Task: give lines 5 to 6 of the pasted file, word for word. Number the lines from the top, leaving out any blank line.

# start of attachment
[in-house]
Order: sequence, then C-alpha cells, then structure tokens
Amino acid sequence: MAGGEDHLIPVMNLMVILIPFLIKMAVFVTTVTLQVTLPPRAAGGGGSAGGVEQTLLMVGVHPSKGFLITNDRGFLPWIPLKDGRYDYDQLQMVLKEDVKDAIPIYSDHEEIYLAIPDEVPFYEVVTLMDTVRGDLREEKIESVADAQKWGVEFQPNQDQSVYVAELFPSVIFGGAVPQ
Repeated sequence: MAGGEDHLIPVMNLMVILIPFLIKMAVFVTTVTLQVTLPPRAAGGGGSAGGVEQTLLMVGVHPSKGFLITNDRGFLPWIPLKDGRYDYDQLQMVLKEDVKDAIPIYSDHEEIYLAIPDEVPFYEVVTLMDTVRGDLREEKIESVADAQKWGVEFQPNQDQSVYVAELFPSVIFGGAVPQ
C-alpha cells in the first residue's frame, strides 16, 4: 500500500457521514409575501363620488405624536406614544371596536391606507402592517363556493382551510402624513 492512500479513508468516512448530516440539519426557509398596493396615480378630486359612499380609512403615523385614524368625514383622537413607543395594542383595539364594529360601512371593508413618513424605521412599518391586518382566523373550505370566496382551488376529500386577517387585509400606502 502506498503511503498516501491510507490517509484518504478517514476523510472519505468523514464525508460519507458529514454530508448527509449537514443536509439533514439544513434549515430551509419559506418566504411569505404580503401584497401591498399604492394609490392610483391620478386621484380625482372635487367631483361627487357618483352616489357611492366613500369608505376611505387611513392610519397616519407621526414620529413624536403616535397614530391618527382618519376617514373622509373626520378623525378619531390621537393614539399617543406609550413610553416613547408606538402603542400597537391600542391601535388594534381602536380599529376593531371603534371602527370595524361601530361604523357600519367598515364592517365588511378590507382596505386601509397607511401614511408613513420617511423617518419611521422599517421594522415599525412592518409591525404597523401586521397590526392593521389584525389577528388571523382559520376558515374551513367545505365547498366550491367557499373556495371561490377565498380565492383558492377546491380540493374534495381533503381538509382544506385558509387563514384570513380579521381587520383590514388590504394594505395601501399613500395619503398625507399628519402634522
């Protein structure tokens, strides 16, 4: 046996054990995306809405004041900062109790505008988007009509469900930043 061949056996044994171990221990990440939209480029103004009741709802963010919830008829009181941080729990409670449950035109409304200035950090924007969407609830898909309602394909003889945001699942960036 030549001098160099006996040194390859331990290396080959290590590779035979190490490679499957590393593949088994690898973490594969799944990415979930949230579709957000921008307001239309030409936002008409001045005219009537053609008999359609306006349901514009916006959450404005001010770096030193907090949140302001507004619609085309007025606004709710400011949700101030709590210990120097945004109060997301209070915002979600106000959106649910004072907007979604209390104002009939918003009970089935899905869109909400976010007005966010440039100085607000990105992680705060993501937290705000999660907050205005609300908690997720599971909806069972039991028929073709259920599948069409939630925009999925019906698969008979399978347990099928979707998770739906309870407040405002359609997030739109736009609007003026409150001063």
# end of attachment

C-alpha cells in the first residue's frame, strides 16, 4: 500500500457521514409575501363620488405624536406614544371596536391606507402592517363556493382551510402624513 492512500479513508468516512448530516440539519426557509398596493396615480378630486359612499380609512403615523385614524368625514383622537413607543395594542383595539364594529360601512371593508413618513424605521412599518391586518382566523373550505370566496382551488376529500386577517387585509400606502 502506498503511503498516501491510507490517509484518504478517514476523510472519505468523514464525508460519507458529514454530508448527509449537514443536509439533514439544513434549515430551509419559506418566504411569505404580503401584497401591498399604492394609490392610483391620478386621484380625482372635487367631483361627487357618483352616489357611492366613500369608505376611505387611513392610519397616519407621526414620529413624536403616535397614530391618527382618519376617514373622509373626520378623525378619531390621537393614539399617543406609550413610553416613547408606538402603542400597537391600542391601535388594534381602536380599529376593531371603534371602527370595524361601530361604523357600519367598515364592517365588511378590507382596505386601509397607511401614511408613513420617511423617518419611521422599517421594522415599525412592518409591525404597523401586521397590526392593521389584525389577528388571523382559520376558515374551513367545505365547498366550491367557499373556495371561490377565498380565492383558492377546491380540493374534495381533503381538509382544506385558509387563514384570513380579521381587520383590514388590504394594505395601501399613500395619503398625507399628519402634522
């Protein structure tokens, strides 16, 4: 046996054990995306809405004041900062109790505008988007009509469900930043 061949056996044994171990221990990440939209480029103004009741709802963010919830008829009181941080729990409670449950035109409304200035950090924007969407609830898909309602394909003889945001699942960036 030549001098160099006996040194390859331990290396080959290590590779035979190490490679499957590393593949088994690898973490594969799944990415979930949230579709957000921008307001239309030409936002008409001045005219009537053609008999359609306006349901514009916006959450404005001010770096030193907090949140302001507004619609085309007025606004709710400011949700101030709590210990120097945004109060997301209070915002979600106000959106649910004072907007979604209390104002009939918003009970089935899905869109909400976010007005966010440039100085607000990105992680705060993501937290705000999660907050205005609300908690997720599971909806069972039991028929073709259920599948069409939630925009999925019906698969008979399978347990099928979707998770739906309870407040405002359609997030739109736009609007003026409150001063």